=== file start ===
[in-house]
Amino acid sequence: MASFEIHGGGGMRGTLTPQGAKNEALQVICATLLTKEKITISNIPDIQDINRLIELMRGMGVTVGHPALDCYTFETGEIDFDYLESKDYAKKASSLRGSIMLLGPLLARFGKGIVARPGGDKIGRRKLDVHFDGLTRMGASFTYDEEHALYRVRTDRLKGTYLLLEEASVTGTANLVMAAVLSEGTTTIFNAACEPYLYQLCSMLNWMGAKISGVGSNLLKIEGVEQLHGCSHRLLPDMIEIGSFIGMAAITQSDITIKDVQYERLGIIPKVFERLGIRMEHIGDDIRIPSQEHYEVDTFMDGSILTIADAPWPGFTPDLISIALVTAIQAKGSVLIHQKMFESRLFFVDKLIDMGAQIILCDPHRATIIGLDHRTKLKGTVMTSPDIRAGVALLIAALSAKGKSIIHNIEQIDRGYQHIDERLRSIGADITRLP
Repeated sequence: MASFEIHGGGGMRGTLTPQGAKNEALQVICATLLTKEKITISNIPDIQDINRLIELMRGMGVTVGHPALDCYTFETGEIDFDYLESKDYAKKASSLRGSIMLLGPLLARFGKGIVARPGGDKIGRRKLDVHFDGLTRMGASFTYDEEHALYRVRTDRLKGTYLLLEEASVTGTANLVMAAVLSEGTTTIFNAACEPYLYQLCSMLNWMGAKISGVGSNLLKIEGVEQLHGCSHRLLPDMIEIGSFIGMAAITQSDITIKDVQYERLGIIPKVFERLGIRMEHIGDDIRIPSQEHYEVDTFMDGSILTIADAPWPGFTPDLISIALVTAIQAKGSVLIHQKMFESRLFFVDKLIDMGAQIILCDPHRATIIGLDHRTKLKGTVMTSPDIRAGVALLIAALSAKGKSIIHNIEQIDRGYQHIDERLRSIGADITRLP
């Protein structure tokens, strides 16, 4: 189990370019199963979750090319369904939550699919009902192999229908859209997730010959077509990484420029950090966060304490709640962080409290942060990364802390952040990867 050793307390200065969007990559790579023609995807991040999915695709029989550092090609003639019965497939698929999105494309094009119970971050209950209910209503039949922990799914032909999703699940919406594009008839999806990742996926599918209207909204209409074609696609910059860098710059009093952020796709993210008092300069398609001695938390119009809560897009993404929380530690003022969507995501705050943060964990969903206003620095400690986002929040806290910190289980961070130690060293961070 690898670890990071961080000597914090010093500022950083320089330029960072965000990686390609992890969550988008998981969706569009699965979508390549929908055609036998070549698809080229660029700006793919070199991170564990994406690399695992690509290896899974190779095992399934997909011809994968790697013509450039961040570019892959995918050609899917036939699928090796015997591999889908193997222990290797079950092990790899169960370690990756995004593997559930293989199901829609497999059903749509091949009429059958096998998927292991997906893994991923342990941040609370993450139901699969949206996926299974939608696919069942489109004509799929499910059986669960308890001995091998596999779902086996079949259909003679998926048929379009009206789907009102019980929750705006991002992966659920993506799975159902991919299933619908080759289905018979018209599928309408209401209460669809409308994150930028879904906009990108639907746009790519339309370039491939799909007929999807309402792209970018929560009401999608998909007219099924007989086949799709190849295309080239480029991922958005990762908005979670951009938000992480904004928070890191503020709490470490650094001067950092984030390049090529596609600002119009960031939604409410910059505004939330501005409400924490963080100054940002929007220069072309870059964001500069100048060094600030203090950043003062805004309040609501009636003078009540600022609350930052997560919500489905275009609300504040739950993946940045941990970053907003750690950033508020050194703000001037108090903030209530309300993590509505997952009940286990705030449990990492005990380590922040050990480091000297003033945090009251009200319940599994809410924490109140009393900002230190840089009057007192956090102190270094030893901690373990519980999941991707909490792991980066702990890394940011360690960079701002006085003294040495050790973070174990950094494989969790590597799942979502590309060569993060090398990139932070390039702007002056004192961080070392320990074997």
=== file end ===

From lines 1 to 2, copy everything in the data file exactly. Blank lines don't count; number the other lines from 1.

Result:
[in-house]
Amino acid sequence: MASFEIHGGGGMRGTLTPQGAKNEALQVICATLLTKEKITISNIPDIQDINRLIELMRGMGVTVGHPALDCYTFETGEIDFDYLESKDYAKKASSLRGSIMLLGPLLARFGKGIVARPGGDKIGRRKLDVHFDGLTRMGASFTYDEEHALYRVRTDRLKGTYLLLEEASVTGTANLVMAAVLSEGTTTIFNAACEPYLYQLCSMLNWMGAKISGVGSNLLKIEGVEQLHGCSHRLLPDMIEIGSFIGMAAITQSDITIKDVQYERLGIIPKVFERLGIRMEHIGDDIRIPSQEHYEVDTFMDGSILTIADAPWPGFTPDLISIALVTAIQAKGSVLIHQKMFESRLFFVDKLIDMGAQIILCDPHRATIIGLDHRTKLKGTVMTSPDIRAGVALLIAALSAKGKSIIHNIEQIDRGYQHIDERLRSIGADITRLP